The Ragged Edge of the World: Encounters at the Frontier Where Modernity, Wildlands and Indigenous Peoples Mee t
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A pioneering work of environmental journalism that vividly depicts the people, animals and landscapes on the front lines of change's inexorable march.
A species nearing extinction, a tribe losing centuries of knowledge, a tract of forest facing the first incursion of humans-how can we even begin to assess the cost of losing so much of our natural and cultural legacy?
For forty years, environmental journalist and author Eugene Linden has traveled to the very sites where tradition, wildlands and the various forces of modernity collide. In The Ragged Edge of the World, he takes us from pygmy forests to the Antarctic to the world's most pristine rainforest in the Congo to tell the story of the harm taking place-and the successful preservation efforts-in the world's last wild places.
The Ragged Edge of the World is a critical favorite, and was an editors' pick on Oprah.com.
Northern Sea Route, opening of North Pacific Fur Seal Treaty North Pacific Gyre North Pole, water under and around Northwestern Hawaiian Islands Northwest Passage nostalgia Nuabale-Ndoki National Park, Congo nuclear tests Nunez Del Prado, Juan oceans: plastic pollutants on protection of oil okapi Oliveros, Durán O’Neal, Ryan orangutans: as liars stresses on orcas Osmani (guide) Otto, Father Outamba (chimp) Overseas Weekly owl, bare–legged ozone hole “Pacific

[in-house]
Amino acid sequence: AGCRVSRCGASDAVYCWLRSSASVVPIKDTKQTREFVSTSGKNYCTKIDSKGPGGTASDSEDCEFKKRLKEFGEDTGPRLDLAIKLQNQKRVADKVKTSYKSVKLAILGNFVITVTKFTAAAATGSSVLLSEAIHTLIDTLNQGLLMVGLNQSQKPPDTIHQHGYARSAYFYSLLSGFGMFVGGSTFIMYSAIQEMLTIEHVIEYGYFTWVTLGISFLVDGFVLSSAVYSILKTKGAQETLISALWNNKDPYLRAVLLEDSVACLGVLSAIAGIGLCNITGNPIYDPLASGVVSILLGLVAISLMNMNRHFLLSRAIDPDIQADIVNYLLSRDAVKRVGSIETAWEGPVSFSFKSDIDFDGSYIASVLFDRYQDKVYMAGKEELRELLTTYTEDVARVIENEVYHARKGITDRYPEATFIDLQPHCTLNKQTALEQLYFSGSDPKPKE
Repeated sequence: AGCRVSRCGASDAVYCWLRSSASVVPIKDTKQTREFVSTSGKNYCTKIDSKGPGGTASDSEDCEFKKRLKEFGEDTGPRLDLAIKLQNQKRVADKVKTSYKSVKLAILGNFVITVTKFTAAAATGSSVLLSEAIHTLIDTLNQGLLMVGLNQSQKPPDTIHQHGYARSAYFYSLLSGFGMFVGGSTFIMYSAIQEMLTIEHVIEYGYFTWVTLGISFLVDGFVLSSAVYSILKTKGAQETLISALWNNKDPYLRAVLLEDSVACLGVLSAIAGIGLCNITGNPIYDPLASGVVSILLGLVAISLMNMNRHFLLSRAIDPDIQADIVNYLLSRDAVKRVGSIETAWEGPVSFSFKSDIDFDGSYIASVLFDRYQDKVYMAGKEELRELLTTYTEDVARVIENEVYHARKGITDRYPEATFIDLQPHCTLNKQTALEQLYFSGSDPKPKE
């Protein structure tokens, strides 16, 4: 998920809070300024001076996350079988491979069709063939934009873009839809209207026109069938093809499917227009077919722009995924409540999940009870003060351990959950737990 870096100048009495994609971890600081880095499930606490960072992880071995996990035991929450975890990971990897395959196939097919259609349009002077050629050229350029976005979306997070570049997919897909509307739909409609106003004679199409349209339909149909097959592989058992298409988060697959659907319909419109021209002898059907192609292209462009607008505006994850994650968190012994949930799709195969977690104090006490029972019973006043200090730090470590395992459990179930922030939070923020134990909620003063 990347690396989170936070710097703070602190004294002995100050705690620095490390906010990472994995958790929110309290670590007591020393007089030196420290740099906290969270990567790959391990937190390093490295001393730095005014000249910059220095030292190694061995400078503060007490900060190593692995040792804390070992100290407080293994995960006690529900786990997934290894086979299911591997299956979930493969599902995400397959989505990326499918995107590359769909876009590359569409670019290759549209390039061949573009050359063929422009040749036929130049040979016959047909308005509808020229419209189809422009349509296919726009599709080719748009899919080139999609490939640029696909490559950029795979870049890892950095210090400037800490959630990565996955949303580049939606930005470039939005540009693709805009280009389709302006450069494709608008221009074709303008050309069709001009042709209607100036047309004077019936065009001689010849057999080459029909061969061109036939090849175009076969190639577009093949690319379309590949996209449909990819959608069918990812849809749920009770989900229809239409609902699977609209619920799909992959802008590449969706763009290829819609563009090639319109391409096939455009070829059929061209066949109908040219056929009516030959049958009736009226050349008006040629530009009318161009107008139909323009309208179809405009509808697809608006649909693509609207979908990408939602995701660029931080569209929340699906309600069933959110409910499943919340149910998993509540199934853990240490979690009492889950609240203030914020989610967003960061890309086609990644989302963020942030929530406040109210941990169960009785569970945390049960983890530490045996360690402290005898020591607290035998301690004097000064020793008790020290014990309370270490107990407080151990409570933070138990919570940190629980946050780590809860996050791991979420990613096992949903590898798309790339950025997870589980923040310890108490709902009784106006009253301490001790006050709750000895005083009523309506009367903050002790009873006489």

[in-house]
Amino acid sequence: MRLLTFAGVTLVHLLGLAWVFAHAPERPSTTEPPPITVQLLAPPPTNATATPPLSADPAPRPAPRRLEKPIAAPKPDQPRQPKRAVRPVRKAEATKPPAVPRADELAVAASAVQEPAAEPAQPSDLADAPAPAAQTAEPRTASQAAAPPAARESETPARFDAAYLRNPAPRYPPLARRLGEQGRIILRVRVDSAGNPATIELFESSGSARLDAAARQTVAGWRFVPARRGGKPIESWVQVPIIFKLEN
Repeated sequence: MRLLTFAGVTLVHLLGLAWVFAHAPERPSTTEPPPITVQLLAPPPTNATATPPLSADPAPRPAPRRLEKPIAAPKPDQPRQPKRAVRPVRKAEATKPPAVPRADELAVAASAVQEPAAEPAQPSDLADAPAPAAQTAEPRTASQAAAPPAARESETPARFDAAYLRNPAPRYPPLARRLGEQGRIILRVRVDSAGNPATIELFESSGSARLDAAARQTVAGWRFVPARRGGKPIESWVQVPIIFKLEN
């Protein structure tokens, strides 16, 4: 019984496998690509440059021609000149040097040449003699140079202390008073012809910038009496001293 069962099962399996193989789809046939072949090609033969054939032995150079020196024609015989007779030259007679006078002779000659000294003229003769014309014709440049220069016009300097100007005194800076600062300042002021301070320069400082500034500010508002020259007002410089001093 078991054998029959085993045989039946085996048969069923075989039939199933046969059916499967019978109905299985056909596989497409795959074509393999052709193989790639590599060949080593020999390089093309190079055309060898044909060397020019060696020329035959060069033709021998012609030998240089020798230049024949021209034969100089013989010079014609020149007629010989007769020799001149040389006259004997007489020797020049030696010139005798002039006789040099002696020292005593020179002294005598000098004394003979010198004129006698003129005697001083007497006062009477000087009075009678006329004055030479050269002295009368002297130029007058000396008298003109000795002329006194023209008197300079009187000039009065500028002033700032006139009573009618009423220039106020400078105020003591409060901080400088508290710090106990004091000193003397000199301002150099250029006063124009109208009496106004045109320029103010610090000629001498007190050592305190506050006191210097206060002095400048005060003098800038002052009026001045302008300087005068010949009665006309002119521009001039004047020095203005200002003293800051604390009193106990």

will explore later, its bitter encounters with the outside world in centuries past resonate today. But the aftermath of contact also offers valuable insights into the nature of this moveable frontier, insights that are accessible once you look past the gaudy facade of sex and indulgence. What you find is that if a people remain in place, and the ecology retains some continuity with its past, then a type of deep culture lingers even after the natives abandon most of their traditional ways. It’s a
wavelength phenomena of the overlapping time scales at play in the workings of the ice sheet will prove to dominate in the struggle of forces that determine when the ice sheet might collapse. If it can take 10,000 years for a pulse of warming entombed in the ice to make its way from the bottom of the sheet to the top, then maybe a collapse will take place in slow motion as well. Unfortunately, that remains only a hope, not a confident prediction, and that hope is challenged by the increasing
site to study past climate change. In a 1999 UNESCO report, Jim Barbarak called the terraces the most impressive coastal cliffs on the east coast of the Americas from the Canadian Maritimes to Tierra del Fuego. The beaches are pristine, the waters clear, and the occasional lagoons rich. We stopped at Daiquiri Beach, supposed home to the drink that was made famous by the Floridita in Havana. We passed through spotless and delightful-looking towns such as Imías. The only reminders that there was
geophysics may have protected Vu Quang for millions of years, and war might have bought it some additional time more recently, but hunters and loggers can enter the area, and given the extreme population pressures on the Vietnamese side of the border, settlers encroach, too. Both Vietnam and Laos have taken steps, however, to protect about 1.75 million acres of the region. Moreover, one of the most revered military figures from North Vietnam, General Vo Nguyen Giap, put his prestige behind